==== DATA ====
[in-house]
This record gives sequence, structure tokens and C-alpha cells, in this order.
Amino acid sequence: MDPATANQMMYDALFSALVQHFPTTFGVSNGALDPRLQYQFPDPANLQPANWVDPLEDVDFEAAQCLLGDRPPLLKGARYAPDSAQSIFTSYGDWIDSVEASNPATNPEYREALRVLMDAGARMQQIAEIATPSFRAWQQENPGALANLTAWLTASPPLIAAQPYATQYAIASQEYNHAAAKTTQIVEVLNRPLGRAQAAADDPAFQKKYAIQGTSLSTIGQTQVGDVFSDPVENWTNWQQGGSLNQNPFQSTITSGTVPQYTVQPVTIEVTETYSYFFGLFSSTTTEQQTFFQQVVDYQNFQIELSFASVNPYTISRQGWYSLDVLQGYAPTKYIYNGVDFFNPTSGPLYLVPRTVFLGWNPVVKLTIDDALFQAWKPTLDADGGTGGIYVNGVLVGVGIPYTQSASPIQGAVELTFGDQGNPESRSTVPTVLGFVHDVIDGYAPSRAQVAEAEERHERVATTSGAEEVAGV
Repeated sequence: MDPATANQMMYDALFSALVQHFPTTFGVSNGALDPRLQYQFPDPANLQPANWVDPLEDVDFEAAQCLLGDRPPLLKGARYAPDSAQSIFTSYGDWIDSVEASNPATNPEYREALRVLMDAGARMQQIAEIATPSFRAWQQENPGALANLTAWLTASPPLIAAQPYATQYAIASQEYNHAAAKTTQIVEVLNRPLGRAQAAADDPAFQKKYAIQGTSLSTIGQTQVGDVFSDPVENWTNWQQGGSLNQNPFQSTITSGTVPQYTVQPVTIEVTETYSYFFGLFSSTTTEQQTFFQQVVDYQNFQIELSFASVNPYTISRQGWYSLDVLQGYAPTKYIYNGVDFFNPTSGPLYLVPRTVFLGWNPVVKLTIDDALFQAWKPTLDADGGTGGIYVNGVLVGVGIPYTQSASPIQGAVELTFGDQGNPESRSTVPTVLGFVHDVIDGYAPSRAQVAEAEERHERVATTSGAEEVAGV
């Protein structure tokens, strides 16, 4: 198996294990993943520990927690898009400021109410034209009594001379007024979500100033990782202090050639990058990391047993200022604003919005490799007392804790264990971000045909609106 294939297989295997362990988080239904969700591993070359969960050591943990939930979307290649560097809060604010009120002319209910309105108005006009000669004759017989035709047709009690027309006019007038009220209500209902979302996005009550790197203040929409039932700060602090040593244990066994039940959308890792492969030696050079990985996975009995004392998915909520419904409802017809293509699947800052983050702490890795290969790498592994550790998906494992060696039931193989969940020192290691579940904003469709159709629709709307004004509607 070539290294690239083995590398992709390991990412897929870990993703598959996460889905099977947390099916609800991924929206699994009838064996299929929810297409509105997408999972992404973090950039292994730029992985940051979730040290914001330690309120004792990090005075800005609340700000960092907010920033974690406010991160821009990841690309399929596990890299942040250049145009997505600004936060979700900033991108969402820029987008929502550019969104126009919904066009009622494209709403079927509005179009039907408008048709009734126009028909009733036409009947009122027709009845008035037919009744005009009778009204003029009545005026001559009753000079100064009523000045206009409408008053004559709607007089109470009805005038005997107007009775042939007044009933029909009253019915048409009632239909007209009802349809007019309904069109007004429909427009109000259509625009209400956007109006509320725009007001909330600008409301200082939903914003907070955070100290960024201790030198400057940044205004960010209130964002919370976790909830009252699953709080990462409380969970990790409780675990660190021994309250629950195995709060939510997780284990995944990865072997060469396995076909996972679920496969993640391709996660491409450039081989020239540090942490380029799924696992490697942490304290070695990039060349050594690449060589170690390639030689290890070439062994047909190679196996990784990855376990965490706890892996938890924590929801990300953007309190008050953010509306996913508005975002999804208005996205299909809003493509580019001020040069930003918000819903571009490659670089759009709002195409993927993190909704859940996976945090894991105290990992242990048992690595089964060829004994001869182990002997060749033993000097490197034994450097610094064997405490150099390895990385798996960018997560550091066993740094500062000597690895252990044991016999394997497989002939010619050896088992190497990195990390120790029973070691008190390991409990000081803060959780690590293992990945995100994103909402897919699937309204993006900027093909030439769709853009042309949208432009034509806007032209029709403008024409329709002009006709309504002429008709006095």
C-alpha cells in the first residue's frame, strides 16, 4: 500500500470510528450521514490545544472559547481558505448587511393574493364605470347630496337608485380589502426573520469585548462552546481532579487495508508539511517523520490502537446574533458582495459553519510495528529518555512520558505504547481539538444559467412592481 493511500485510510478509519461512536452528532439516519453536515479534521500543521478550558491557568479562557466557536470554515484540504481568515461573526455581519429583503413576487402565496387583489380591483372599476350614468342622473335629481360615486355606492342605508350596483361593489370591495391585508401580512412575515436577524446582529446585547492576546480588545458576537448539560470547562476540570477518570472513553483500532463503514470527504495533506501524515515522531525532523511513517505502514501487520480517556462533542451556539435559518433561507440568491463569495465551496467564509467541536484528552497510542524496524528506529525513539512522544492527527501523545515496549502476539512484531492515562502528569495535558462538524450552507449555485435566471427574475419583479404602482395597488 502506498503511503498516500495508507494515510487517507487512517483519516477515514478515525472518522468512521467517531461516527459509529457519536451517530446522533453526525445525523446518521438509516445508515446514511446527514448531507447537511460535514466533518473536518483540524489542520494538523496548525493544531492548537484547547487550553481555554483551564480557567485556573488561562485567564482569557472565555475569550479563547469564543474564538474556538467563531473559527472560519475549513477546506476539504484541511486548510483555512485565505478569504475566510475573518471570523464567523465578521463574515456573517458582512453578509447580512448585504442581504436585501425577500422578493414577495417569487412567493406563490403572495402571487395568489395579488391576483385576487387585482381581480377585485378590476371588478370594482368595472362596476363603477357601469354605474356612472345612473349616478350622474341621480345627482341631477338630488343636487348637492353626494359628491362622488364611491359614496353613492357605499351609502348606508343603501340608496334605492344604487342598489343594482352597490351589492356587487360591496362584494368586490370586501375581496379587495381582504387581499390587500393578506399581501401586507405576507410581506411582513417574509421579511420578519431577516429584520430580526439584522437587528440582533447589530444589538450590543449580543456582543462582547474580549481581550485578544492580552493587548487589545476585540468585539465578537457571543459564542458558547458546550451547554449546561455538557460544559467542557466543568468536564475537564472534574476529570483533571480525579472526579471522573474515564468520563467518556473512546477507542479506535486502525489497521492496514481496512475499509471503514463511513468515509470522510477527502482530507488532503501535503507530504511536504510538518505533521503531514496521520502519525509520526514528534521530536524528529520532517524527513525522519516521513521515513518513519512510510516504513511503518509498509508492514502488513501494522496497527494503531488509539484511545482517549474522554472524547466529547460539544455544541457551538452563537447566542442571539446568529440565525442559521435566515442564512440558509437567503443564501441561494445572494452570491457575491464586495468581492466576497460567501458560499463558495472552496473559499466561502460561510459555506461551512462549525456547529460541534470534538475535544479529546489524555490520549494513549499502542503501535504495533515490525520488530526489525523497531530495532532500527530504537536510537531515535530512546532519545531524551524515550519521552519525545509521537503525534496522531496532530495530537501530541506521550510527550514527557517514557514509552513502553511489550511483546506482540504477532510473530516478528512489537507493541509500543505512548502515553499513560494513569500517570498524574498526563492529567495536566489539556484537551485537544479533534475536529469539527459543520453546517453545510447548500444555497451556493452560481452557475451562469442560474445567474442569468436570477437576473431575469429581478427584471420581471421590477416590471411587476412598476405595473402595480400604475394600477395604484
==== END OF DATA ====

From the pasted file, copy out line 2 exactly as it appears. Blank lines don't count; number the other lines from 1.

This record gives sequence, structure tokens and C-alpha cells, in this order.